my prayer for myself and for others who may have difficulty because we crave an ideal and unattainable future is that we will learn to let go of the need to control our futures and allow life to unfold as it was intended. may we rejoice in what life offers and stop demanding that life give us what we think we must have. shalom.
Tuesday, September 10, 2013
a military strike against the syrian government? my first impulse is to support the president on this issue. how can we stand by while a brutal dictatorship murders people in syria with poison gas? but--what would we accomplish by a "precision" air strike or a series of them? would the people of syria be better off after military intervention? would the world be safer if we intervene in syria? are those fighting the syrian regime any better for the people of syria than assad's government? if assad falls, who would protect the religious minorities in syria from the sunni majority? what other countries will participate in military intervention in syria?
too many difficult questions, too few authoritative answers. i believe the president is right to seek congressional support before taking action. buying time to investigate and find thoughtful answers to difficult questions is better than rushing off to war. have we accomplished any good by our recent interventions in the islamic world? have our actions helped the people of afghanistan and iraq? were they better off before our interventions? some things appear to have been accomplished: the brutal taliban government has been ended and a measure of freedom has come to afghanistan, the ruthless regime of saddam has been brought to an end in iraq. both of these have been brought about, but an uneasy instability reigns in both countries, and an enormous toll in the loss of human life, both native civilian and american (and allied) soldiers has been the price of change in iraq and afghanistan.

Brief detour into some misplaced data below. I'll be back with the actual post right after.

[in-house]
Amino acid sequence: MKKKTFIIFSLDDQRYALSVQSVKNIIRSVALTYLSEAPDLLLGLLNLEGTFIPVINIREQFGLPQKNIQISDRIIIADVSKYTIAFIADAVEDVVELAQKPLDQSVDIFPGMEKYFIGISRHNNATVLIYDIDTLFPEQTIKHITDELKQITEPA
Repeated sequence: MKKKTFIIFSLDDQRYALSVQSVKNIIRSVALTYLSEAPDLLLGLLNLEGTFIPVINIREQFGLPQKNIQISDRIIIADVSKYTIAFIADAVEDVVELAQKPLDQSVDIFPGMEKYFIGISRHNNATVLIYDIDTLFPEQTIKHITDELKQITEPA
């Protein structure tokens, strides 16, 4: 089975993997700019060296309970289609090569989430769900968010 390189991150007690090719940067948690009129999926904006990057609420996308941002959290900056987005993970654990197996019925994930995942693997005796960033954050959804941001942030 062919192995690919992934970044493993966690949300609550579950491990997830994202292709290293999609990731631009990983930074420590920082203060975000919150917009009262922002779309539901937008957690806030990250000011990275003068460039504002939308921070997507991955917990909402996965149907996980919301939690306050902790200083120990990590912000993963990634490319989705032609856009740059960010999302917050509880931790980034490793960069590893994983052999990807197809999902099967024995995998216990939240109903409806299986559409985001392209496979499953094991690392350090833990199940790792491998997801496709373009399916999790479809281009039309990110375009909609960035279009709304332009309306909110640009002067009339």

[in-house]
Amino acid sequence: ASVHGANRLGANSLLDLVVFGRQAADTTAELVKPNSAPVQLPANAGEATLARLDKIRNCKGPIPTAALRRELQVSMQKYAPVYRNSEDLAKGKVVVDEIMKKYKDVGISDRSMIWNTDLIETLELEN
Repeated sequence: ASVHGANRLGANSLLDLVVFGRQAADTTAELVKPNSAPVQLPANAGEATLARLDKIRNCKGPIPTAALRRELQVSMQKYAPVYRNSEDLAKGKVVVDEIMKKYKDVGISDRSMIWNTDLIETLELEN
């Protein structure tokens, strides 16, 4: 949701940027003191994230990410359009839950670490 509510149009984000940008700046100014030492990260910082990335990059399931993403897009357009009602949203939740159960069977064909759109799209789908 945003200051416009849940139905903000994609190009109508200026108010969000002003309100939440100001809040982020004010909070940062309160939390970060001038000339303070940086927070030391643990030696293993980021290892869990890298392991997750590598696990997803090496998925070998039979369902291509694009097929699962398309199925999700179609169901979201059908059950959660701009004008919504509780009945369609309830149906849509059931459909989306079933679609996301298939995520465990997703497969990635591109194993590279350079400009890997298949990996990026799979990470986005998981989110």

indecision is painful, and it may be costly for thousands of innocents in syria. but no government should rush into the taking of human life, especially unintended "collateral" lives. thank you, mr president, for giving all of us time to reflect on the consequences of military action in syria. may we use the time you've given us wisely. shalom.
Tuesday, September 3, 2013
in a recent post, james ford wrote of "institutional racism," the racist attitudes that are ingrained in our culture. much as we would wish it otherwise, as a society here in the united states we white americans think of those who are not part of the dominant white culture as monolithic groups with certain characteristics that make them "others." even as the members of that dominant culture are steadily becoming a members of a minority group, we cling to the stereotypes which make it impossible to see that there is no "other," that we are all the same, all human beings with more similarities than differences.
as i read ford's post, i thought of how often i exhibit this cultural racism. i remembered that, as i wrote last week's post for this blog, i had to go back and edit it several times to remove the adjective, "russian," when i had used it to describe the evils of the soviet system. it was as if my subconcious mind equated russian ethnicity with the most vile aspects of soviet authority. i had to remind myself that these evils were not inherently russian, but rather were the expressions of a political system that ruled by fear and intimidation, and these are qualities of all authoritarian regimes. there was nothing inherently "russian" about the tyranny of the soviet system.
i thought, too, of how often i insert the word, "black," into conversations when it is irrelevant. for instance, i was complaining to a friend about some problems in our neighborhood, problems which seem to be growing more widespread. as i talked, i described one particular home, making certain that the person with whom i was talking knew that those who lived there were black. now, that fact had nothing to do with the problem i was railing against. in fact, all of the other homes where there is this problem are occupied by whites, but i never described any of those homes by referring to the race of their occupants. the institutional racism of the culture and my own participation in it came to the surface in that conversation, and i realized my own racism as i thought of that conversation after reading james ford's post.
my prayer for myself and all of us who may unwittingly place members of other cultures and races in a group of "others" is that we will see our inculturated racism for what it is, that we will make it our intention to change our thinking, and that we will make the effort to rid ourselves of the habit of seeing others as something beside what they are; we are all members of the same race, the human race. shalom